In a poignant scene, Randall is shaking because he is afraid he won’t get the best grade in his class on a project. This led to him shaking and crying coming to his parents. His father, Jack, held his head in his hands and tells him to breathe (a technique he uses with his father before his death).
All of his anxiety, however, is self-imposed. Randall always felt like he needed to prove himself to his parents. Adopted as a baby, he never felt like he fit. When his teachers tell his parents he is gifted, they put him in a special private school so he can reach his potential. However, the academic pressure is tough on him. This affects him as an adult. Proving he is the best at his company, he has to compete against a new member of the company, who has a reputation to be the best in the business. This compounded with his father’s failing health and Beth’s mom’s fall at her home culminates in another nervous breakdown. His pursuit of perfection proves destructive to his mental, physical and emotional state.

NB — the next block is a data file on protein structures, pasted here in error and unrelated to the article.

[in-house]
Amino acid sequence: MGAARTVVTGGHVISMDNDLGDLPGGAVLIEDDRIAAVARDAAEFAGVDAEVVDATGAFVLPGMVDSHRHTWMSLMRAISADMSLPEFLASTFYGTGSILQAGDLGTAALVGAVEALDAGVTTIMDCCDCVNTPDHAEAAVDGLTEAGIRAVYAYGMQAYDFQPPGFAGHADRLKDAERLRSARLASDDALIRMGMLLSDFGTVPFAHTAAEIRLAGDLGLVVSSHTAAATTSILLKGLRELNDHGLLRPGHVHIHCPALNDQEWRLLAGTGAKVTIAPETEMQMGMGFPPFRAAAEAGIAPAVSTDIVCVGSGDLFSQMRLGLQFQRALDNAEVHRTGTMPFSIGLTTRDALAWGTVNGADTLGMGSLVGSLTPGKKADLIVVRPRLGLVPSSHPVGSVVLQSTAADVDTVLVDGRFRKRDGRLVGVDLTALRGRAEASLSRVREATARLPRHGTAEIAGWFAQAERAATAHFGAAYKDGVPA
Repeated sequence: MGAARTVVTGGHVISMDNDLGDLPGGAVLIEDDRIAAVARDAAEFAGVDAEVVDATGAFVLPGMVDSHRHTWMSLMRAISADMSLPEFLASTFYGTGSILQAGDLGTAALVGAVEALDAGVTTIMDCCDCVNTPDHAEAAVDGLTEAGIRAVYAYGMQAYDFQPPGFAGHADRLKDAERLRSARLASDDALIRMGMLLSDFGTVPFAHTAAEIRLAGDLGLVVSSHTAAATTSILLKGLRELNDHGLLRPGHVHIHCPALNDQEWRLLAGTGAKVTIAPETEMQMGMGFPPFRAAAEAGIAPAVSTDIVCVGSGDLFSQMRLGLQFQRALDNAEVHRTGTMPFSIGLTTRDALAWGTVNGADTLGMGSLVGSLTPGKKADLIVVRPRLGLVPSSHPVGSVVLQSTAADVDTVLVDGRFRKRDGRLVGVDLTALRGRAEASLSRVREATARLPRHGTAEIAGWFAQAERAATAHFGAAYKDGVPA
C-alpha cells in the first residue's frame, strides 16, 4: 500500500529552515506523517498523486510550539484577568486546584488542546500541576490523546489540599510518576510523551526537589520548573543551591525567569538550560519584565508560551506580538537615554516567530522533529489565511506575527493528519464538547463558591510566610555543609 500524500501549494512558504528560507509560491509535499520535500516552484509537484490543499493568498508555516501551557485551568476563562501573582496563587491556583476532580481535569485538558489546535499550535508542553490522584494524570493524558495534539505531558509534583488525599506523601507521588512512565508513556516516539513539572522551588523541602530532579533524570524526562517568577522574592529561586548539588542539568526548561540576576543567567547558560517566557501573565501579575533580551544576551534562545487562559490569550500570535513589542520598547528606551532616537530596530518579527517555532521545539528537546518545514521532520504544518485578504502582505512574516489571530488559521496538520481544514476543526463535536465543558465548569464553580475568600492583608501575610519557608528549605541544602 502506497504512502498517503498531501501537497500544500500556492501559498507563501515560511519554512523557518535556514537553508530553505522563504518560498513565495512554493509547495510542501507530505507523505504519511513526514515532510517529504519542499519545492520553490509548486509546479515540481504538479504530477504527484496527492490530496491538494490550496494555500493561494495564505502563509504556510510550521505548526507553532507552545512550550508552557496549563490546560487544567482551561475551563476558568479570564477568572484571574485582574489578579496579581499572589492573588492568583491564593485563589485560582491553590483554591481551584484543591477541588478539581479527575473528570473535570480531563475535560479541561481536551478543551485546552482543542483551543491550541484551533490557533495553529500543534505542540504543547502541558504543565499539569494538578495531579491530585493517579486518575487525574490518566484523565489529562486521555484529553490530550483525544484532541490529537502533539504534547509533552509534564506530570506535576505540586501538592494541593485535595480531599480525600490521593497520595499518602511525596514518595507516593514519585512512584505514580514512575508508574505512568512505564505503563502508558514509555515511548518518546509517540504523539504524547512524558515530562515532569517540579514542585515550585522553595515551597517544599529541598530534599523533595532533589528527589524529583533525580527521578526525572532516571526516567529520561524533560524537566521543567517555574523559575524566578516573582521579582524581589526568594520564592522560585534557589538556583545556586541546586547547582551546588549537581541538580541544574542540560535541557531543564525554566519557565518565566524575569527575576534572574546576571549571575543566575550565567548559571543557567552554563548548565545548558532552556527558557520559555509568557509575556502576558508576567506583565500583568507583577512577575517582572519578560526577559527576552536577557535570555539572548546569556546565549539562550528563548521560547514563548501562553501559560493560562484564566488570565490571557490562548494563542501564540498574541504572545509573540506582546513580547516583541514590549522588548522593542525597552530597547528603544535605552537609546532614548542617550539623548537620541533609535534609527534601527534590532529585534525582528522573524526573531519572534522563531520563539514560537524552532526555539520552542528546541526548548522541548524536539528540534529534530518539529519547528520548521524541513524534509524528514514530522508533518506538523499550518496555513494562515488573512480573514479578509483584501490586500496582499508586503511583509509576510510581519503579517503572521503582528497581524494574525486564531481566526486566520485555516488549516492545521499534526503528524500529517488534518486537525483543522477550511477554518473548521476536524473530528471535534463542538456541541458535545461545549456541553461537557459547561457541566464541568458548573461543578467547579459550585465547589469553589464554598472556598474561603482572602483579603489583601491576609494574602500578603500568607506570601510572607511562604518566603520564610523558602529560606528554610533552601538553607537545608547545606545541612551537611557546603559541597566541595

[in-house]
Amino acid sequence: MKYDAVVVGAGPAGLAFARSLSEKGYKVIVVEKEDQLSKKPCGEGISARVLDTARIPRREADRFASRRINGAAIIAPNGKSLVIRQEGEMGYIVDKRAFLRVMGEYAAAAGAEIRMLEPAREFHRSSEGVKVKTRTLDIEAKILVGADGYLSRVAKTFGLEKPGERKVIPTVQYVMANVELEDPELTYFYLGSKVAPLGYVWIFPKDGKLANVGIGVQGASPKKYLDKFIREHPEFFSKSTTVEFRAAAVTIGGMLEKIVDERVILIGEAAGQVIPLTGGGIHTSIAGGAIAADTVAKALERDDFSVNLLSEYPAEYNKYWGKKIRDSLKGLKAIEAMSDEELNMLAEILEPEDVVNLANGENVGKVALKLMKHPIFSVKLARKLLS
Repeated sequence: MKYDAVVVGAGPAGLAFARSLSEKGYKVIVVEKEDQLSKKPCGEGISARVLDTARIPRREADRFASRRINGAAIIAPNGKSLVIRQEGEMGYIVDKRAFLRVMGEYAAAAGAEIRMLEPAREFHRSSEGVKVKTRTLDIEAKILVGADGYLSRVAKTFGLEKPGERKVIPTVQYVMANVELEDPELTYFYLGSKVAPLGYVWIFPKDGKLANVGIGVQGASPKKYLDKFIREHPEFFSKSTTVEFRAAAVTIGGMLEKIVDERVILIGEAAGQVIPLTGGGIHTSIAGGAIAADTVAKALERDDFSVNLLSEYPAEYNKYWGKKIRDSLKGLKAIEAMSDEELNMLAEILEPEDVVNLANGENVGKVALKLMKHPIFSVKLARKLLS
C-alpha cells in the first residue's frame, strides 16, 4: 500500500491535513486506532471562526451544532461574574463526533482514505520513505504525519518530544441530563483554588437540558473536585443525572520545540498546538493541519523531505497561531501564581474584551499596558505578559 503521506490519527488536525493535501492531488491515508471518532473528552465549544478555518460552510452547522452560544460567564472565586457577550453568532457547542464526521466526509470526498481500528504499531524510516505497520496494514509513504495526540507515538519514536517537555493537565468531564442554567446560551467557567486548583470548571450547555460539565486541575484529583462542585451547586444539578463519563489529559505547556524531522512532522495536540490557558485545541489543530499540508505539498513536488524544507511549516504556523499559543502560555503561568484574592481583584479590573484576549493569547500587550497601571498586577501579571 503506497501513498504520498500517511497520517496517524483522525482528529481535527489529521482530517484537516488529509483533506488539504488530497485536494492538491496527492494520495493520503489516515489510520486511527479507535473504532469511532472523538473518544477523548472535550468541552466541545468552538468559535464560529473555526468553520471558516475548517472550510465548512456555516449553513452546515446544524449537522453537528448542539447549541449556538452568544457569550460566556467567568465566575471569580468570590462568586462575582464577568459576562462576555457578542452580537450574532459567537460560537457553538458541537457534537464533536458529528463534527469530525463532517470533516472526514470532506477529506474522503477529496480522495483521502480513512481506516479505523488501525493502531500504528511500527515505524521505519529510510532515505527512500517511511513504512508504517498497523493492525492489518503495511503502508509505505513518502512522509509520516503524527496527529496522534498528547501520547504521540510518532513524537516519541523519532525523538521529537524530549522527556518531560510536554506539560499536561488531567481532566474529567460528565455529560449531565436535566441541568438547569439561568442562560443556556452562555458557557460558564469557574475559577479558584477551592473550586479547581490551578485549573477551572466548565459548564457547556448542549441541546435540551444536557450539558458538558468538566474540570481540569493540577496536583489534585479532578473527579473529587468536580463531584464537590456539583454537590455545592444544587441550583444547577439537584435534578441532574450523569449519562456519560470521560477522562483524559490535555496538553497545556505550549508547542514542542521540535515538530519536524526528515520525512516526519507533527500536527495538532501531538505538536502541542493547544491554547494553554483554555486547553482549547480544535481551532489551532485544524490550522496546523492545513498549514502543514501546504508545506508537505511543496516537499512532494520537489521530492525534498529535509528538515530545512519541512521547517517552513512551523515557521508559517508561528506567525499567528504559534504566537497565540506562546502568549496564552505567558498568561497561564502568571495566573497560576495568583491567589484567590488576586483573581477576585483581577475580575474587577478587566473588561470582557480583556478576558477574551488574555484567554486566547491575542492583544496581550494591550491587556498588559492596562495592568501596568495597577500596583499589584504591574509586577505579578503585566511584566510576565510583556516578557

I have been someone who has tried to prove my worth by being perfect. Striving to get straight A’s I tried to earn my parents’ and others’ approval. It wasn’t until the years when I got my Masters that God stripped away my need to hide behind my intelligence and accept God’s approval of me. When I could do this, I was set free.
Randall has a ticket to freedom, too. It lies in his acceptance of who he is and God’s approval of him. He just has to break up with perfect.
What about you? Do you need to break up with perfect? Does your idea of needing to be perfect rob you of the freedom you desire in Christ?